Just weeks after Telstra apologised for an outage which resulted in customers being given a day of free data, the telco’s mobile network has suffered another nationwide meltdown.
Telstra has apologised for the network failure that affected up to 8 million customers, and like the earlier incident has vowed to provide a free data day as compensation.
Telstra CEO Andy Penn said a free data day would be offered on Sunday April 3 to compensate for the disruptions.
“It goes without question there will be another data-free day and that will be on Sunday, April 3… One outage is not good, is not acceptable but two is absolutely not acceptable.”
The free day last month opened the floodgates, and customers downloaded the equivalent of 2.3 million movies or 5.1 million episodes of Game of Thrones, Telstra said at the time.
Late on Thursday, millions of people across Australia experienced a sudden loss of network coverage, with their handsets unable to access digital data or use phone services.
The company was quick to announce that it was investigating the matter, but the problem affected users across the country, with complaints on social media coming from Melbourne, Sydney, Adelaide, and across Queensland, Western Australia and the Northern Territory.
Around 9.30pm Thursday – hours after the outage was reported by customers – Telstra issued this update.
“We are progressively restoring mobile services and we anticipate returning to normal soon,” a Telstra statement explained.
“We believe the incident has impacted a proportion of traffic for voice and data across the country.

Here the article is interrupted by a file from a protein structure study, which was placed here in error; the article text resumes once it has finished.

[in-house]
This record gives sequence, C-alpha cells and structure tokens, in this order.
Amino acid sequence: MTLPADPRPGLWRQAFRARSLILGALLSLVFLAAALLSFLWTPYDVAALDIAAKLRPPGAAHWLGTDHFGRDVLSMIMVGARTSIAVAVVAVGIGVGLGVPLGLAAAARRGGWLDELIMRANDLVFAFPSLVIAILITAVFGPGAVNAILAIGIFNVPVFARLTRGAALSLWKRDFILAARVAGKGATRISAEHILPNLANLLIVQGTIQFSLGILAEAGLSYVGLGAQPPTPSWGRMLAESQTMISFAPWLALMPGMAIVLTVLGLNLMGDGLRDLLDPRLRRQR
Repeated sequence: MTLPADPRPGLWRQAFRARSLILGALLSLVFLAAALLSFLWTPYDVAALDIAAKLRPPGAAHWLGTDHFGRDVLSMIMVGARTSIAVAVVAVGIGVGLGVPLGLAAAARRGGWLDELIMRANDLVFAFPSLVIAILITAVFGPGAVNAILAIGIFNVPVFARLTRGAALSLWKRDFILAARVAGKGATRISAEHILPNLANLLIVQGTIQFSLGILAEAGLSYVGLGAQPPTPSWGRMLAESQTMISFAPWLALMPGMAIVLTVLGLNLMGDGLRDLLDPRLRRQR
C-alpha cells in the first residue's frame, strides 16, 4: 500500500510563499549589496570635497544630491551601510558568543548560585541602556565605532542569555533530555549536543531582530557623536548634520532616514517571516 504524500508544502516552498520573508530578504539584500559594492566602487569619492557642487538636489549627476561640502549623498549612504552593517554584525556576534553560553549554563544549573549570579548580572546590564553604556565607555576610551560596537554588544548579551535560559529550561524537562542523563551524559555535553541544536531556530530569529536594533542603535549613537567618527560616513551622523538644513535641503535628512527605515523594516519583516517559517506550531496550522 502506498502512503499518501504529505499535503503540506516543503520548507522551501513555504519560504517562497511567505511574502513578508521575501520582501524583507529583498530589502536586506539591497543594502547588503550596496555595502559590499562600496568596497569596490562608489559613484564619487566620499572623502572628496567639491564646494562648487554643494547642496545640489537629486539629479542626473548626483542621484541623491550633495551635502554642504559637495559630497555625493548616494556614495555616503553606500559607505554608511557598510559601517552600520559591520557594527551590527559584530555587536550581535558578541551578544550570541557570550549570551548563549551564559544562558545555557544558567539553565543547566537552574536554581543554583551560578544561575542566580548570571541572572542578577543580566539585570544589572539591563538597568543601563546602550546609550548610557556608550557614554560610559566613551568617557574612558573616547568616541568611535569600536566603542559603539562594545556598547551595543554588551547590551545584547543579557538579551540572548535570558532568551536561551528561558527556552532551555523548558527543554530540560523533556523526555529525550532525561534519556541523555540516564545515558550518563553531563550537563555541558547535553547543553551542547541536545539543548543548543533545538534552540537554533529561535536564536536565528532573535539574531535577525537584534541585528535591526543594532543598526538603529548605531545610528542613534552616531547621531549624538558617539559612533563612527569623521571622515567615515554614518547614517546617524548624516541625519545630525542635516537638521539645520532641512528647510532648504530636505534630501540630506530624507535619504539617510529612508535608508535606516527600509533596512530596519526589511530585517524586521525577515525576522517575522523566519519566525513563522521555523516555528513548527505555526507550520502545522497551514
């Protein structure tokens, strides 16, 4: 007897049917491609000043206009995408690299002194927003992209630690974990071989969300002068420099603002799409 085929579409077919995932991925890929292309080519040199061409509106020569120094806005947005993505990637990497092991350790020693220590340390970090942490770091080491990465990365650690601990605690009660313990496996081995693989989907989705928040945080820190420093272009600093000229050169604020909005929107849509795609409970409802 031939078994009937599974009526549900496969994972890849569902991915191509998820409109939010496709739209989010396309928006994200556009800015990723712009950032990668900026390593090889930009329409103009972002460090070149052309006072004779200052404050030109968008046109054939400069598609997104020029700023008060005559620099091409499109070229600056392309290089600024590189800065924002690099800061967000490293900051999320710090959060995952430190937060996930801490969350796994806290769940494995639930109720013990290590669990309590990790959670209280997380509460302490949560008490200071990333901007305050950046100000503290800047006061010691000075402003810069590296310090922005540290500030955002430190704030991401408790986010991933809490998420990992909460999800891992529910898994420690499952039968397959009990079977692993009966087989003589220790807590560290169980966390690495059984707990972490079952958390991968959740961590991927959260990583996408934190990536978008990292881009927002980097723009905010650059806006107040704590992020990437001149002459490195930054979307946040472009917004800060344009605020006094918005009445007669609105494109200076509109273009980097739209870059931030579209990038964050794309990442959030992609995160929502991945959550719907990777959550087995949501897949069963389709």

“The cause of the incident is yet to be determined but at this early stage we understand we have had a problem with the part of the network that allows phones to register and therefore make calls and use data.”
“The cause of this [the mass outage] was an interruption and a reconnection of those services to the network,” said Mr Penn.
“I’m sincerely sorry to all of our customers. I know today how much you rely on the network and how much you rely on the reliability of the network.
For users however, it was a familiar feeling of frustration. A major outage in February was blamed on an “embarrassing human error”.
But many customers expressed outrage at the recurring nature of the problem, while others were alarmed because the malfunctions were impacting their businesses.
Karen Foster tweeted: “@Telstra how we going to be compensated? No bill next month?”.
Kristy Irons wrote on Facebook: “Telstra your service is pathetic, I have no home phone at all just the mobile. God forbid if there was an emergency and we were needed or needed to call out.”
Suncorp Bank said on Twitter the outage was affecting the connectivity of some of its ATMs, EFTPOS terminals and phones.
February’s national outage prevented 1.5 million people from making calls or searching the web.
Telstra offered its customers a ‘free-data Sunday’ as an apology, prompting one Sydney man to chew through an enormous 425GB of mobile data.
The New Daily contacted Telstra to ask about the cause of the outage and if customers would be compensated, but it was yet to reply.
Telstra tweeted to one user: “@mirrormatt86 if you wish to discuss the option of compensation, please chat with us”.
Earlier on Thursday, Fairfax Media reported Telstra was considering selling its 50 per cent stake in pay-television service Foxtel.
That stake is worth a reported $4.5 billion.
The news came as Foxtel appointed News Corp Australia chief Peter Tonagh as its new chief executive.
– with ABC